CALL FOR PAPERS
Association of American Geographers Annual Meeting (New Orleans, April 10-14, 2018)
Organizers: Lauren Andres, School of Geography, Earth and Environmental Sciences, University of Birmingham, Edgbaston, UK);[log in to unmask]; John Bryson. City-Region Economic Development Institute, University of Birmingham, UK;[log in to unmask]
Connectivity is central to all geographic processes that link people, organizations infrastructures, technologies and places. There are many dimensions of connectivity including an individual’s friendship and work-related networks, but also organizational connectivity and various types of relationships between physical and virtual objects. Proximity and distance are two key components of connectivity, but the experience of both is mediated by technology, trust and repetition. It is timely to bring together a set of papers that explore the relationship between the different forms of connectivity and associated processes in place and across space. This includes a focus on understanding connectivity and interrelationships between people, organisations, technologies and places.
Connectivity, in relation to distance and proximity, includes economic, social, technical and political aspects. It also includes Tobler’s (1970) “first law of geography; everything is related to everything else, but near things are more related than distant things” (1970: 236). This “law” emphasizes the importance of distance. Now, current geographies of connectivity embrace technological innovations which have transformed the relations between individuals, firms, places, infrastructures and of course communications. Connectivity is thus also facilitated by the evolving relationship between satellites, technology, people and organizations. For example, where fibre optics and cables are unavailable, satellite broadband can ensure communication and connectivity via the internet, as well as, navigation. Telecommunications satellites help international business to overcome distance, as they enable the transfer of knowledge and information (for example, via video conferencing), without the need for face-to-face exchange.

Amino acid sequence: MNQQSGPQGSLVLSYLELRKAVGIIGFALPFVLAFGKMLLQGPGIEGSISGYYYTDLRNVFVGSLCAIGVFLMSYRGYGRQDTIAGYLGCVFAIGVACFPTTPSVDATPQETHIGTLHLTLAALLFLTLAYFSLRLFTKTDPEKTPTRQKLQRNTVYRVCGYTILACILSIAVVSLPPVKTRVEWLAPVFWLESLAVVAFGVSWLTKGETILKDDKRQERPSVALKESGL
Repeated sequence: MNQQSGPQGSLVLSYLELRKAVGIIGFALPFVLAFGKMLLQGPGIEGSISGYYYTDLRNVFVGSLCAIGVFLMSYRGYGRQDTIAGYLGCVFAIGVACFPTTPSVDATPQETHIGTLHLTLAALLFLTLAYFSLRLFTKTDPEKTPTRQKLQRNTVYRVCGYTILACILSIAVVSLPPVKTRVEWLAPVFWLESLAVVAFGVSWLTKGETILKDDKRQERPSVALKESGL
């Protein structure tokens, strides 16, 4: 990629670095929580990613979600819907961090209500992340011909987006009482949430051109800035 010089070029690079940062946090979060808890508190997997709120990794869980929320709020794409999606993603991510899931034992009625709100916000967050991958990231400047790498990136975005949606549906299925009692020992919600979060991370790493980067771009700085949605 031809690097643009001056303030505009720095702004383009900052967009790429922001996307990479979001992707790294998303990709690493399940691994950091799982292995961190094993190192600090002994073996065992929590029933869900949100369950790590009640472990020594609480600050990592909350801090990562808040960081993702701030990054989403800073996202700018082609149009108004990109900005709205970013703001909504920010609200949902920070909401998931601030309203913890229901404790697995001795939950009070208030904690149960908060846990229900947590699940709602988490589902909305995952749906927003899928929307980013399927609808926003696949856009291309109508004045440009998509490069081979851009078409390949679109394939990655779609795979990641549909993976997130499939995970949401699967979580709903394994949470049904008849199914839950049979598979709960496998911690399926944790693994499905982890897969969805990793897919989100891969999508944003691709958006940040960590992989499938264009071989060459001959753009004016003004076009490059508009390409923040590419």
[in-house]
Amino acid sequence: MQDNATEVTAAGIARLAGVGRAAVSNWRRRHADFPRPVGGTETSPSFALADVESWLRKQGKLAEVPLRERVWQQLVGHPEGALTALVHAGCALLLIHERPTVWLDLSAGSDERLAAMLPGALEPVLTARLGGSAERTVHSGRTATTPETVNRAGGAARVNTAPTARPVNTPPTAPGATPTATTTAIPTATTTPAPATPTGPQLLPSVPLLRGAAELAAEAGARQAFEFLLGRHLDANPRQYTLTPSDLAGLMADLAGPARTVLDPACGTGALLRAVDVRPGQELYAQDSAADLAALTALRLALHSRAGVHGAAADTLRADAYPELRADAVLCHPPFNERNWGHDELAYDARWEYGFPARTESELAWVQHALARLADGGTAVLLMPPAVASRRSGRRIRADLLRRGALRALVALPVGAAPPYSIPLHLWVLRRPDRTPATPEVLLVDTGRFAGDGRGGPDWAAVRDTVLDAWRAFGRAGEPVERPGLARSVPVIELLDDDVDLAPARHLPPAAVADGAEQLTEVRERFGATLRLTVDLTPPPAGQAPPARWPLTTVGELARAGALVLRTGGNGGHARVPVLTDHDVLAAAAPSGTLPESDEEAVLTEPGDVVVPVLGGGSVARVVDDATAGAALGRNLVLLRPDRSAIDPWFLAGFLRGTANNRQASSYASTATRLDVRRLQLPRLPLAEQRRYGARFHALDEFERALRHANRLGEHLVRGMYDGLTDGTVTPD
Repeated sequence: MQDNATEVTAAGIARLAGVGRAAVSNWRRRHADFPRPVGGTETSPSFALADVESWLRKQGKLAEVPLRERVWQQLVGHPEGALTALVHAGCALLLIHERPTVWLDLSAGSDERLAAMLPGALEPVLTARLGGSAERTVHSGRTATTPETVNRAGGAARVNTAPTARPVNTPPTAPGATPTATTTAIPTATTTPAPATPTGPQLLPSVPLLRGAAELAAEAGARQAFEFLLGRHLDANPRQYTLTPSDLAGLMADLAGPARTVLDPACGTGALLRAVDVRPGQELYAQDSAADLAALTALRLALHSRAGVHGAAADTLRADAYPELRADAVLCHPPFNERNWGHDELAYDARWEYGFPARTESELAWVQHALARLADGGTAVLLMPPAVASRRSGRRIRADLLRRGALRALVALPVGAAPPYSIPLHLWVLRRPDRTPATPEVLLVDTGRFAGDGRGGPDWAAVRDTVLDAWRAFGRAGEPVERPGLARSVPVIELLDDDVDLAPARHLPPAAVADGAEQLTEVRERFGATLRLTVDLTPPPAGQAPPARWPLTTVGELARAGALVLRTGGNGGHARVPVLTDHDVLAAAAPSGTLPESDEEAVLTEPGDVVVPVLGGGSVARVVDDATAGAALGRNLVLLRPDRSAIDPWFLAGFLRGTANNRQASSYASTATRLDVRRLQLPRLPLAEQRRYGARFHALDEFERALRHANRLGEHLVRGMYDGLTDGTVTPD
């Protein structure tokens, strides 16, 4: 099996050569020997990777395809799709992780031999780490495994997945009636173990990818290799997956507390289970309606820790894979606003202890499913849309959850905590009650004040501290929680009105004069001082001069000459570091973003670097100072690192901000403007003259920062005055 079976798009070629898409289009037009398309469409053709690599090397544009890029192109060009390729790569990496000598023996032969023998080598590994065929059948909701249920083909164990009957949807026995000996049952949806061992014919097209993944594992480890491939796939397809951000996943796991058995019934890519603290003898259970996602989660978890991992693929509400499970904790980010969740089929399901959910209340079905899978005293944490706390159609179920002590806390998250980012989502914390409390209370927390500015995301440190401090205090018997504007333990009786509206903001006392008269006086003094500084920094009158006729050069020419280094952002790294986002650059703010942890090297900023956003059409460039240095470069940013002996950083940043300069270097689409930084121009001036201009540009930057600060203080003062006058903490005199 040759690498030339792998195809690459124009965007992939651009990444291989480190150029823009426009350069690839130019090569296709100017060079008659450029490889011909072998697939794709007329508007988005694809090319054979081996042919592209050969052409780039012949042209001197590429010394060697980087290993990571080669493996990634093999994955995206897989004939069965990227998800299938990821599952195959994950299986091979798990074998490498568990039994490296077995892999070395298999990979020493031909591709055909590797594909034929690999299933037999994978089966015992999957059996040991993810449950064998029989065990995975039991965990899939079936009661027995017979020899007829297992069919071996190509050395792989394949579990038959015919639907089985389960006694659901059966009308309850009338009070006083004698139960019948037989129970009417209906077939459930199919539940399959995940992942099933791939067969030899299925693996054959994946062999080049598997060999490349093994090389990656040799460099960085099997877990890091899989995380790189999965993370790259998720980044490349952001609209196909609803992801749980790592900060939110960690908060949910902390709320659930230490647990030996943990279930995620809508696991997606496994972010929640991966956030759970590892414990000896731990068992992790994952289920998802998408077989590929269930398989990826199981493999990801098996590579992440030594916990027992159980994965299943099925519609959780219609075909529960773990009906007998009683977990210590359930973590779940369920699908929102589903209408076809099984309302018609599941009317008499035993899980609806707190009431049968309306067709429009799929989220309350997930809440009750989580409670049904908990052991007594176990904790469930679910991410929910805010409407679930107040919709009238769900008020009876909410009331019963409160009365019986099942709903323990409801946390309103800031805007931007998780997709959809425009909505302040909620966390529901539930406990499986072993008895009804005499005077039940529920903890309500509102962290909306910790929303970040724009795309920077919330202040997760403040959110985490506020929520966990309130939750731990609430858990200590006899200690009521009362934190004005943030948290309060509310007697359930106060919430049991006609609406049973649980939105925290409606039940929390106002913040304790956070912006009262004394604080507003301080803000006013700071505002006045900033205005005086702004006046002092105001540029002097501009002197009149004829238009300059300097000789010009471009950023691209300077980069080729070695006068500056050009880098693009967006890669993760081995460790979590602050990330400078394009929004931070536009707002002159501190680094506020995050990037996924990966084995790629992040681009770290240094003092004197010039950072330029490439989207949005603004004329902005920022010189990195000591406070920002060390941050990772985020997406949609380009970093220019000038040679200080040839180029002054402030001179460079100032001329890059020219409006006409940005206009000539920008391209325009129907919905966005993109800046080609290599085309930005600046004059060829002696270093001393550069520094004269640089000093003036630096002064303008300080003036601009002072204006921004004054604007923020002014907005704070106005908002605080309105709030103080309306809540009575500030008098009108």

Given the importance of social connectivity in economic and political processes, it is timely to explore the multiple ways in which different forms of connectivity shape economic, social and political relationships and their spatial outcomes. This session invites contributions that critically engage in understanding the relationship between different forms of connectivity, within place and across space. Papers may examine topics including, but are not restricted to:
Theoretical and methodological developments and the geographies of connectivity.
Different forms of connectivity and their impacts.
Connectivity, proximity and distance.
Technology, Smartphones and connectivity or connected lifestyles.
Connected communities, connected regions, connected cities, connected rural areas.
Connectivity and disconnections, or connectivity on the margins.
Social networks and connectivity including different forms of social embeddedness.
Connectivity and global or international processes.
Connectivity and spatial planning.
Anyone interested in participating in the session should send an abstract conforming to the requirements of the AAG (see http://annualmeeting.aag.org/) by October 14th to Lauren Andres ([log in to unmask]) and John Bryson ([log in to unmask]).
Tobler, W. (1970), ‘A Computer Simulating Urban Growth in the Detroit Region’, Economic Geography 46: 234-240
Dr. Lauren Andres
Senior Lecturer in Spatial Planning
GEES Urban Initiative Lead
School of Geography, Earth and Environmental Sciences,
University of Birmingham, Edgbaston, Birmingham, B15 2TT, UK
Tel : +44 (0)121 414 5021
[log in to unmask]
Temporary Urbanism Lab
SAPER Project – South Africa Planning Education Research
ASAP-EAST AFRICA A systems approach to air pollution in East Africa
Please note I only work Monday, Tuesday and Thursday
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